What is a Roth IRA and How Can I Use It?
You’ve probably come across the term “Roth IRA” before, but what does it mean — and how can you use one? These retirement savings vehicles can be a powerful part of retirement planning if used in the right situation, but they aren’t foolproof.
Here’s what you need to know about Roth IRAs before you invest.
What’s a Roth?
IRAs are Individual Retirement Accounts, and there are two types: Traditional and Roth.
With a Roth IRA, your contributions are made with after-tax dollars and your distributions in retirement are tax-free.
In other words, you won’t get a tax break on your contributions today, but when you begin taking retirement income from your Roth IRA the income won’t be taxed at all.
With tax-free growth and distributions, you keep the gains from any growth in your account. You also get to decide if you even want to turn them into income — with a Roth IRA, there are no minimum distributions or requirements to take income from the account in retirement.
Roth IRAs can be particularly useful if you:
- Are young and expect your income to rise in the coming years
- Don’t expect that you’ll need to use your IRA for income in retirement
- Expect to be in a higher tax-bracket in retirement than you are now
- Have contributed to other retirement accounts already and can afford to save even more
How much can I contribute?
There are limits for Roth IRA accounts. To start, you can only contribute to a Roth IRA if you meet certain income requirements.1
|If you are…
||With an income of…
||You can contribute…
|Married filing jointly
Between $183,000 and $193,999
$194,000 and higher
Phased out depending on exact income
Between $117,000 and $131,999
Phased out depending on exact income
Keep in mind, though: there is a special bonus for those over age 50: an additional $1,000 “catch-up” contribution, which effectively raises the contribution limit to $6,500 (provided you meet the relevant income restrictions).
Another great feature? If you or your spouse don’t work, you can still set aside money in a Roth IRA based on the working partner’s income. That means you can still take steps towards maximizing your retirement planning — even if you’re out of the work force right now.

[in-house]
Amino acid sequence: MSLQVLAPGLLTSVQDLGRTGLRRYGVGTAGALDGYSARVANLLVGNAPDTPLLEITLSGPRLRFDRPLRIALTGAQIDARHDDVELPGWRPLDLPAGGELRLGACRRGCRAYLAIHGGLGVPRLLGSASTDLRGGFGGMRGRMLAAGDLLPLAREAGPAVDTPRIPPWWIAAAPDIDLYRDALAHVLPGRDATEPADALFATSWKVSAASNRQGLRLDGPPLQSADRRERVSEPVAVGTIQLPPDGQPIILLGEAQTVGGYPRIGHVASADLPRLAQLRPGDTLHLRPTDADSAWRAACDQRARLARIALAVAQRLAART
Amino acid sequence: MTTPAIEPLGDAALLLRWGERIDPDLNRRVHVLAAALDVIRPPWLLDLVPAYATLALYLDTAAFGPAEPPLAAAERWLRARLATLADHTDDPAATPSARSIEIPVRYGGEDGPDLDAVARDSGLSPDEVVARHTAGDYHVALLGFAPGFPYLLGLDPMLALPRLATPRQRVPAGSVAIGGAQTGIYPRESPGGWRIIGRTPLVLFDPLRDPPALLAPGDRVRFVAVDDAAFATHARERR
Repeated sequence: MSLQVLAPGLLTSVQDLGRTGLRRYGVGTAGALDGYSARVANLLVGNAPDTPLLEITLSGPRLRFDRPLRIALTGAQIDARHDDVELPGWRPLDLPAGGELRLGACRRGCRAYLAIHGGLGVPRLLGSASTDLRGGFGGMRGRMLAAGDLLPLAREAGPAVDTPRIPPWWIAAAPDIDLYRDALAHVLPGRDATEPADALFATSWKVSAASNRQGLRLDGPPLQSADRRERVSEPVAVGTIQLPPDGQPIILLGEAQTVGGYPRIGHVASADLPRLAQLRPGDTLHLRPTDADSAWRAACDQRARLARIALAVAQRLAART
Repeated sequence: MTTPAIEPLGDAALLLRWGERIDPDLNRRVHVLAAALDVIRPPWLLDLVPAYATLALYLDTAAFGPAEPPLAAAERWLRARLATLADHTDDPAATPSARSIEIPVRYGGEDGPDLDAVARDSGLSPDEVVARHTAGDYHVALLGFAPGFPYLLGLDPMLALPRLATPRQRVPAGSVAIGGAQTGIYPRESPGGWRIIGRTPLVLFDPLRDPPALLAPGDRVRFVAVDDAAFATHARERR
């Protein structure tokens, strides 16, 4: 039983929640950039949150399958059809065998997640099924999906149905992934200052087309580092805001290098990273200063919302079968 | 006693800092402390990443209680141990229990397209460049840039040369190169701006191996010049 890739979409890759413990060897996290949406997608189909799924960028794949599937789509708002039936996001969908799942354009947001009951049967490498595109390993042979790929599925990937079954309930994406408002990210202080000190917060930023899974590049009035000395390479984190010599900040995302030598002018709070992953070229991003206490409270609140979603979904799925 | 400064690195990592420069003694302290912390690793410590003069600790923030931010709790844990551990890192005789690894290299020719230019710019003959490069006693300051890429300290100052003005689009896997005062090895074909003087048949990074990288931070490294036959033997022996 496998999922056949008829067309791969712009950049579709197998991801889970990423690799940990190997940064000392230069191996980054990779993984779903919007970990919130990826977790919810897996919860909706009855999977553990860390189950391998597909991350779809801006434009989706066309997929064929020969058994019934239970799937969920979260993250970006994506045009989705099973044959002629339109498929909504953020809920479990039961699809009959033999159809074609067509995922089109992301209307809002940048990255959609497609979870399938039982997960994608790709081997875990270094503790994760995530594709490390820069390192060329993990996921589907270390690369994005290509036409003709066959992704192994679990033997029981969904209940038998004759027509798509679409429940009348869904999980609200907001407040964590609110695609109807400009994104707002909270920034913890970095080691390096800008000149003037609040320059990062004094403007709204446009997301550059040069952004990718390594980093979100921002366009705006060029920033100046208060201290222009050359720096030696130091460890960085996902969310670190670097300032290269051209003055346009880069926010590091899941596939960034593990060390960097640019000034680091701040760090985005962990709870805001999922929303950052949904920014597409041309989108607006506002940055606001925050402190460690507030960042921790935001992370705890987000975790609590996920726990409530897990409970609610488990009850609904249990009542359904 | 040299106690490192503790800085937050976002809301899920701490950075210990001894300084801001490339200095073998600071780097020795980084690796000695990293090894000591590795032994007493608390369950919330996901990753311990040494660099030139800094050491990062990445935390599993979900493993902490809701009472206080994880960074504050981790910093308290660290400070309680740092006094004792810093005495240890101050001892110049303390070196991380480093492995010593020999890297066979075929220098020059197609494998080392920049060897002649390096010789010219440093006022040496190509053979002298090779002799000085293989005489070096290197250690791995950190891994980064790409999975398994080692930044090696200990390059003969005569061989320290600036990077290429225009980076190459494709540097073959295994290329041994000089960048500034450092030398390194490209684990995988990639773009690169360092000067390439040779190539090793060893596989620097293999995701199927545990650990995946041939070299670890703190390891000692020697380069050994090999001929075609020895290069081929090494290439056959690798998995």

How do I access my money?
Because of their special tax benefits, there are rules in place about when you can withdraw your money and how.
In order to qualify for tax-free and penalty-free withdrawals:
- Your account must have been in place for at least 5 years before the withdrawal
- You have to be over the age of 59.5 or your distribution must be a result of death, disability, or a first-time home purchase (up to a $10,000 lifetime maximum)
However, you don’t have to take distributions from your Roth IRA if you don’t want to: there are no Required Minimum Distributions in retirement on Roth accounts, meaning that you could leave the account alone and bequeath it to your heirs if you choose.
What are the risks?
Keep in mind that a Roth IRA is still an investment account and subject to the risks and rewards of any investment decisions that you make.
That means your account could still lose value if the investments you choose do not perform well.
Also, because of the tax rules, Roth IRAs are not appropriate for short-term savings or emergency funds. If you don’t have emergency savings, consider adjusting your financial plan so that you can plan for short-term needs without the risk of penalties or additional fees.
Who should have a Roth IRA?
Weighing up whether a Roth IRA is right for you requires careful consideration of the advantages and disadvantages of these accounts and how they might fit into the larger picture of your finances.
Consider the following questions:
- Do you expect your income to rise over the coming years and in retirement?
- Barring an emergency, can you restrict access to your savings for at least 5 years?
- Do you have other qualified retirement accounts or savings vehicles?
Remember, every financial situation is different — if you’re uncertain about whether a Roth IRA is right for you and your family, speak to a financial advisor who can help you navigate the options and make a plan that reflects your specific goals and needs.